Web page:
About 2.5 million residents were told to clear out ahead of what could be the most powerful storm to hit Florida in a decade. Other people in the 300-mile stretch covered by the hurricane warning rushed to fortify their homes with plywood and storm shutters, and buy water, gas and canned food.
Already a Category 4 storm with 145-mph winds and the potential to push ashore waves up to 15 feet high, Frances could make itself felt in the state by midmorning Friday.
At 2 p.m. EDT, the hurricane was centered 410 miles southeast of West Palm Beach and was moving at close to 13 mph.
"If this storm comes in as a category 4 hurricane, the way it looks like it probably will, somewhere in the southern half of the state, the damage is just going to be unbelievable," warns CBS News Meteorologist George Cullen.
This could be the first time since 1950 that two major storms have hit Florida so close together. On Aug. 13,splintered billions of dollars worth of homes, knocked out power to hundreds of thousands and killed 27 people when it tore across the state.
Frances is twice the size of Charley and even twice the size of Hurricane Andrew, the category five storm that devastated south Florida in 1992, reports CBS News Correspondent Mark Strassmann.
Charley's example — and Frances' tremendous size — prodded people like Linda Silvestri, 58, to get out of the way. Silvestri, who lives in Palm Bay on the central Florida coast, headed inland to Gainesville to be near a hospital because she just received a kidney transplant.
"I hope I have a house when I get back," she said.
The hurricane warning covered most of the state's eastern coast, from Florida City, near the state's southern tip, to Flagler Beach, north of Daytona Beach. Forecasters could not say with certainty where Frances would come ashore, just that it would strike late Friday or early Saturday.
About 14.6 million of Florida's 17 million people live in the areas under hurricane watches and warnings.
Residents and tourists streamed inland in bumper-to-bumper traffic. Traffic backed up for miles on sections of Interstate 95, the main north-south highway along the state's east coast, and was also heavy on parts of I-4, which crosses the peninsula to connect Daytona Beach, Orlando and Tampa.
Geoff Connors of Fort Pierce sat in a line of about 50 cars slowly merging onto I-95 in Fort Pierce. He had enough cash and clothes to get through about five days, though he wasn't sure where he would end up.
"I figured it was smarter to get out of here now. It was a snap decision," Connors said.
Most people who were told to leave were in South Florida — 300,000 in Palm Beach County, 250,000 in Broward County and 320,000 in Miami-Dade County. All of Miami Beach, with its Art Deco hotels and flashy nightclubs and restaurants, was under an evacuation order.
The storm and the evacuations it forces are certain to spoil Labor Day outings and make a mess of holiday travel across the Southeast.
Erika and Brian Marwood, who moved from Colorado to Orlando two months ago and huddled in their bathroom with glow sticks and candles while Charley rushed overhead, made their way this time to a Holiday Inn in Tifton, Ga.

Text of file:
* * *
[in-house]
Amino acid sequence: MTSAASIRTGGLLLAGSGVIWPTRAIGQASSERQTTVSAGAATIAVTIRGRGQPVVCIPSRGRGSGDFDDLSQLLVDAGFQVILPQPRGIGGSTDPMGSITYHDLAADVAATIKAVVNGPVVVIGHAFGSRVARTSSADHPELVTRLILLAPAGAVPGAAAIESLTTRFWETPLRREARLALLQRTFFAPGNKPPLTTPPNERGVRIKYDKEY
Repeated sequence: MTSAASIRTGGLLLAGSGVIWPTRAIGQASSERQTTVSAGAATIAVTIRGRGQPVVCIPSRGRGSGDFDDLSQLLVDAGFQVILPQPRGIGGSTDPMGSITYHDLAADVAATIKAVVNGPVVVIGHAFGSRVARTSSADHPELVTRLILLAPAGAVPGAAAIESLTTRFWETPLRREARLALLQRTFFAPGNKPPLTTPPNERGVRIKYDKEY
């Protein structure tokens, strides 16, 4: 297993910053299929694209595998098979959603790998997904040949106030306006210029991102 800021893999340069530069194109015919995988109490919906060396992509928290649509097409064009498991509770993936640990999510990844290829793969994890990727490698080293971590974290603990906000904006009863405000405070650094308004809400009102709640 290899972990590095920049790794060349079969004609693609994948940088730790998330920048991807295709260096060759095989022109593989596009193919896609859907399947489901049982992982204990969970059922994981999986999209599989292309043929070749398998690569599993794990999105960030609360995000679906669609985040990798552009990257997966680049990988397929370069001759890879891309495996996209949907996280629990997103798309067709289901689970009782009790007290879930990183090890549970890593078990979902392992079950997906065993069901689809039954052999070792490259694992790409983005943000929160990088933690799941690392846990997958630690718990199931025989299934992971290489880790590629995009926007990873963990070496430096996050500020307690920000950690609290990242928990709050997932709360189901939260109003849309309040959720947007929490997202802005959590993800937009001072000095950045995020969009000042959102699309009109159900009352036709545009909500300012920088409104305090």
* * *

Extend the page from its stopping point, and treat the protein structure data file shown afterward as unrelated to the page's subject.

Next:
"We thought we were doing a good thing getting away from the snow, but there are no hurricanes in Colorado," Erika Marwood said.
Gov. Jeb Bush asked his brother President Bush to declare Florida a federal disaster area and make storm victims eligible for recovery aid.
Federal officials promised they had enough people and supplies in the state to handle two disaster-relief operations at once.
"We were successful with Charley because we were massive, overwhelming and fast. For this event I want us to be massive, overwhelming and fast squared," said Michael Brown, director of the Federal Emergency Management Agency.
People flocked to airports, hoping to get out before all flights were grounded. Some trudged through long lines at ticket counters only to find their flights had been canceled. Hotels and motels inland filled up, and gas stations ran dry.
Florida rescinded tolls on major roads and said lanes on some highways may be reversed to handle the evacuation traffic. State officials hoped to avoid a repeat of the mess during Hurricane Floyd in 1999, when 1.3 million people were told to evacuate the state's east coast and traffic backed up 30 miles or more.
The Kennedy Space Center at Cape Canaveral was ordered completely evacuated for the first time because of the dual threats of high wind and storm surge.
Many businesses along the Atlantic coast began closing Wednesday. Stores that were open were stripped of bottled water and canned goods, and long lines formed outside home supply stores as people hoped for a chance to buy scarce plywood or generators. The arrival of a delivery truck was met with raucous applause in Palm Beach County.
Jenny Stimpson, 32, joined hundreds of others at a Wal-Mart in Stuart hunting for last-minute supplies but could find only ice. She said she bought 25 bags because "everywhere you go, you better grab something because it won't be there if you go back later."
Frances is as strong as Charley, and twice its size, with hurricane-force wind extending up to 80 miles from its center, said Stephen Baig, a forecaster at the National Hurricane Center in Miami. Frances is also about twice the size of 1992's Hurricane Andrew, the Category 5 storm that destroyed much of southern Miami-Dade County.
The last time two major storms hit Florida so close together was 54 years ago, when Hurricane Easy hit the Tampa area and Hurricane King struck Miami about six weeks later. Neither storm was as powerful as Charley or Frances.